Entrepreneurship and innovation – a bright future

When one thinks of common Irish-Slovak interests, entrepreneurship and innovation may not immediately come to mind.

School teams presenting their ideas and prototypes. School teams presenting their ideas and prototypes. (Source: Courtesy of the Irish Embassy to Slovakia.)

The recent visit of Mr Damien English, T.D., Ireland’s Minister of State for Skills, Research and Innovation confirmed a strong mutual interest in these areas as both countries share ideas on how best to support the development of new businesses with new ideas and new products. Supporting the development of innovative start-up businesses with the potential to scale up and increase employment makes sense as these enterprises can play an important role in generating future growth and prosperity. So how can countries such as Ireland or Slovakia foster a culture of entrepreneurship?

One approach is to engage the next generation, our future entrepreneurs, now. Junior entrepreneur programmes in education and student enterprise awards have been successful in stimulating interest in entrepreneurship amongst the young in Ireland. In Slovakia too, youth entrepreneurship is generating interest and enthusiasm.

I was fortunate enough to have been amongst the judges of Slovakia’s Innovative Kid Programme last year. The brainchild of Kenneth Ryan, Managing Partner at KPMG, Slovakia, this youth entrepreneurship programme and competition is both inspirational and educational. Students, aged between 10 and 14, and their schools are supported with mentoring, workshops and site visits to stimulate their interest in innovation and entrepreneurship. They are inspired to come up with ideas, a prototype and a plan to market an innovative new product. 

Last year, six teams of students from CZŠ Narnia, Bratislava and the elementary school ZŠ Bošany reached the finals of the competition. Their presentations and prototypes were of such a high quality that the judges had a very difficult task. With just one point between the top two teams, Space+ from ZŠ Bošany and the Pet Guard team from CZŠ Narnia, both teams were awarded the prize of a trip to Dublin, Ireland.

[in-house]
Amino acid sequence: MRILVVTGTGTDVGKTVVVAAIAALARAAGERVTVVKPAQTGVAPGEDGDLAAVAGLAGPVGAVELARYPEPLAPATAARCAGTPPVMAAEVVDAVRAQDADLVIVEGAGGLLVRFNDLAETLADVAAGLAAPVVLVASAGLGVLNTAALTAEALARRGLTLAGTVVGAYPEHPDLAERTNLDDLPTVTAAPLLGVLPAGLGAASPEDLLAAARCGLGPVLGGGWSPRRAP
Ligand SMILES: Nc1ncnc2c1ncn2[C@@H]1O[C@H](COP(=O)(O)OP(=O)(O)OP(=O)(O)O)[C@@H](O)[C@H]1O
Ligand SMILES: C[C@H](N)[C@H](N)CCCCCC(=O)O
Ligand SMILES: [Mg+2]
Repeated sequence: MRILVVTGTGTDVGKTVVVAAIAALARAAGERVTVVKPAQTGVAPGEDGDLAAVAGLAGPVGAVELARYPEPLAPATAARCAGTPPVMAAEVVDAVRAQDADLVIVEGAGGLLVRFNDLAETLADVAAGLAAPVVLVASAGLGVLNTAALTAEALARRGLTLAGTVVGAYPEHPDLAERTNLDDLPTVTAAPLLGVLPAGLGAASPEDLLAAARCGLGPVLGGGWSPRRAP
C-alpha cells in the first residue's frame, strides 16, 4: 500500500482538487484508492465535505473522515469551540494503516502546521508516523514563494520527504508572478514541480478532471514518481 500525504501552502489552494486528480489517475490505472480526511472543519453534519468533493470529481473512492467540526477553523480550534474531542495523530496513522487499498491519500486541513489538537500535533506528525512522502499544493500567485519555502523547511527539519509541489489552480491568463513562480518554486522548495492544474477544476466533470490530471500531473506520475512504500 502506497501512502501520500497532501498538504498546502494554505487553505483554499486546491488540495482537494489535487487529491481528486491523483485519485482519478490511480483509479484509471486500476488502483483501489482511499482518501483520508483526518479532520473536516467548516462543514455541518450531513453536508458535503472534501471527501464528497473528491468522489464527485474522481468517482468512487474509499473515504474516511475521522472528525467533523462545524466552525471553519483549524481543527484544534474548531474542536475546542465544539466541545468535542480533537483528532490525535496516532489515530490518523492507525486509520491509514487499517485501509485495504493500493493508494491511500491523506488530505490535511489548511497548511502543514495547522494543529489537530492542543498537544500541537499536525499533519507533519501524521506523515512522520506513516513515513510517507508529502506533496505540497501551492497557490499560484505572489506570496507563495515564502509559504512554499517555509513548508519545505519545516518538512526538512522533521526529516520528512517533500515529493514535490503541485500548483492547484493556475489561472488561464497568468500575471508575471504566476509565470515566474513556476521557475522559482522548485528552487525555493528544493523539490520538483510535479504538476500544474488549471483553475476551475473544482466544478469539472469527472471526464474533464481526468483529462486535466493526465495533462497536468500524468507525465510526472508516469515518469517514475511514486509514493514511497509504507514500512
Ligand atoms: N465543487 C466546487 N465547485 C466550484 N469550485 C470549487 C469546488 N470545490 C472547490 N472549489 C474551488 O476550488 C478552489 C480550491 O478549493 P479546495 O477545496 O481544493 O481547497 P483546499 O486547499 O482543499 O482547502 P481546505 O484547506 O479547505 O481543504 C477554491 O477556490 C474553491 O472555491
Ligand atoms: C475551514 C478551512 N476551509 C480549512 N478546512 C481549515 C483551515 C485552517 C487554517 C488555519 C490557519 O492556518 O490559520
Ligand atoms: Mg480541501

The Space+ team designed and produced an innovative shelf that can be attached to school or office desks to provide extra space for mobile phones, business cards and USB keys. The Pet Guard team produced a prototype for a device with a camera and a speaker allowing remote contact with pets whilst the owner is away from home. Both teams put together excellent presentations which demonstrated that they had given careful consideration to every element of their business plan for the new product.

This year, the Innovative Kid programme has been expanded to include seven participating schools in Bratislava, Ivanka pri Dunaji, Bošany, Nováky, Trstená and Košice. It is expected that up to 1000 children will take part by 2022. From what I have seen of the creativity and innovation of Slovak students, I am certain that Slovakia’s future is bright. 

Increased interaction between governments working with forward looking businesses to stimulate young people’s interest in entrepreneurship is an investment in the future which has the potential to boost future employment and income levels. Ireland and Slovakia have a mutual interest in increasing entrepreneurship and fostering growth and prosperity. The recent opening of a Ryanair base in Bratislava and the introduction of daily flights to Dublin will provide an opportunity for more visits and greater sharing of ideas between our two countries. Unleashing the creativity of young people and stimulating their interest in becoming entrepreneurs at a young age are amongst the best ways to secure their future.

By Anne-Marie Callan, Irish Ambassador to Slovakia 

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